Thursday, 29 November 2018

Schubert Unfinished - Concentus Musicus Wien, Florian Boesch

Schubert Unfinished (Aparté AP189) is the first CD Concentus Musicus Wien has recorded since the death of Nikolaus Harnoncourt, who, in the course of countless musical voyages of discovery, had such a decisive influence on its musicians. The ensemble explores "uncharted territory" with orchestrations of Schubert Lieder by Johannes Brahms and Anton Webern, soloist Florian Boesch, with a new completion of  Schubert’s Symphony in B minor (D 759) compiled by Nicola Samale and Benjamin-Gunnar Cohrs.

Anton Webern's orchestrations of Schubert Lieder date from 1903, very early in his career, and are of interest because they show how Webern approached the adaptations with restraint. They are faithful to the purity of Schubert's idiom, perhaps teaching Webern the virtues of understatement : nothing like the elaborations of Franz Liszt ! "Tränenregen" from Die Schöne Müllerin supports the vocal line with delicate strings, woodwinds and chamberpipe organ murmuring when the voice is still, replicating the refrain in the piano part.  "Der Wegweiser" from Winterreise is equally hushed, providing a contrast to Brahm's darker orchestration of Schubert's Memnon D541, to a text by Mayrhofer. Just as the character of a poem affects its setting, an orchestration should reflect the song.  Thus Brahms's orchestration of Schubert's Geheimes D719 is lighter and livelier. Goethe's poem describes playful flirtation, hence the good humour in Schubert's and Brahms's approach. "Ihr Bild" from Schubert's Schwanengesang is a setting of Heinrich Heine, also very distinctive. It draws from Webern almost funereal low timbred horns and brass, assertive but never dominating the vocal line.  Boesch rings out the final words "Und ach, ich kann es nicht glauben, Dass ich dich verloren hab’!" like a cry of anguished recognition, for the painting is all that remains of the beloved, who is dead.  The anthem-like solemnity of Webern's orchestration shows his sensitivity to the poem and to the song. It is one of the highlights of the whole disc.

Schubert's Gruppe aus Tartarus D583 sets a text by Friedrich Schiller, and is highly dramatic. Brahms's orchestration matches its forcefulness, ascendant figures with hunting horns and long trombone lines, and an almost Beethovenian climax, followed by brief, potent postlude. Schubert's tender Du ist der Ruh D776 is complemented by Webern’s graceful orchestration.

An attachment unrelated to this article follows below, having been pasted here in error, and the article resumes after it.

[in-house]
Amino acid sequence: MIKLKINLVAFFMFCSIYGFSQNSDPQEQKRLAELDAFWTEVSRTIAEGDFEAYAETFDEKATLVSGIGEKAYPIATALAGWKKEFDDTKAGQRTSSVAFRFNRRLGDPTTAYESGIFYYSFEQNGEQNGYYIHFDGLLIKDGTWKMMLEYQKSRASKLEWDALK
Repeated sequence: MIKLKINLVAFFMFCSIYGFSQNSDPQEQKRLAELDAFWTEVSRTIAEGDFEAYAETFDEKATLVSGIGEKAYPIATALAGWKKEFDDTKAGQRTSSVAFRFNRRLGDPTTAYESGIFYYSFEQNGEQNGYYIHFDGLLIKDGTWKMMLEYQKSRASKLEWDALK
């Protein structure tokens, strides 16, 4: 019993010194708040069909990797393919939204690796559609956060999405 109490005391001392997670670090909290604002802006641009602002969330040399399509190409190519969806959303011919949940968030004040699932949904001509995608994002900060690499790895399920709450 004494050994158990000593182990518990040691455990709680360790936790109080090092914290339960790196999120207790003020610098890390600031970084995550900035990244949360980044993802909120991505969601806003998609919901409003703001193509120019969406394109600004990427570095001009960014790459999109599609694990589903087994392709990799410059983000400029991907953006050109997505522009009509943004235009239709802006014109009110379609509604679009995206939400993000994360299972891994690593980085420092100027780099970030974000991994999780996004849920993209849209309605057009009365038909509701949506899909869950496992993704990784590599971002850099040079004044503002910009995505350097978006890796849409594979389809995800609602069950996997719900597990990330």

Drafted in 1821, Schubert's manuscript for what is known as his seventh symphony exists in sketch form, with a melody line and bass and counterpoint underneath. All four movements of the 7th were drafted, but he only orchestrated the slow introduction and the first 110 bars of the first movement. setting the piece aside before working on his opera Alfonso und Estrella. There also exists an autograph draft of a complete third movement (Scherzo, D 759/3),with the opening bars orchestrated., to which Samale and Cohrs have added a brief trio to create a third movement. They also suggest that it is possible that the first entr’acte from Schubert’s incidental music to Rosamunde (D 797/1), dating from the same period, was intended to serve as the symphony’s Finale. This movement, lasting almost four hundred bars, is also in B minor, and it bears many noticeable similarities to the symphony. Indeed, there are motivic relations that link both the Scherzo and the entr’acte with the symphony’s first two movements. Over the past 150 years, there have been several attempts to complete this symphony.  This version, first performed by Concentus Musicus Wien in 2014 and conductor Stefan Gottfried is gracefully paced and good listening.


Ladnod said...

Thanks, Anne, for the fine review. I'd read about using the Rosamunde music for the last movement of the Unfinished, but have never heard it. There's a fairly good probability that Schubert intended it as such, if only for the reason that B minor was a fairly unusual key for Schubert, making the case that a coincidence is unlikely.

(Don Tarshes)

Doundou Tchil said...

Thanks, Don !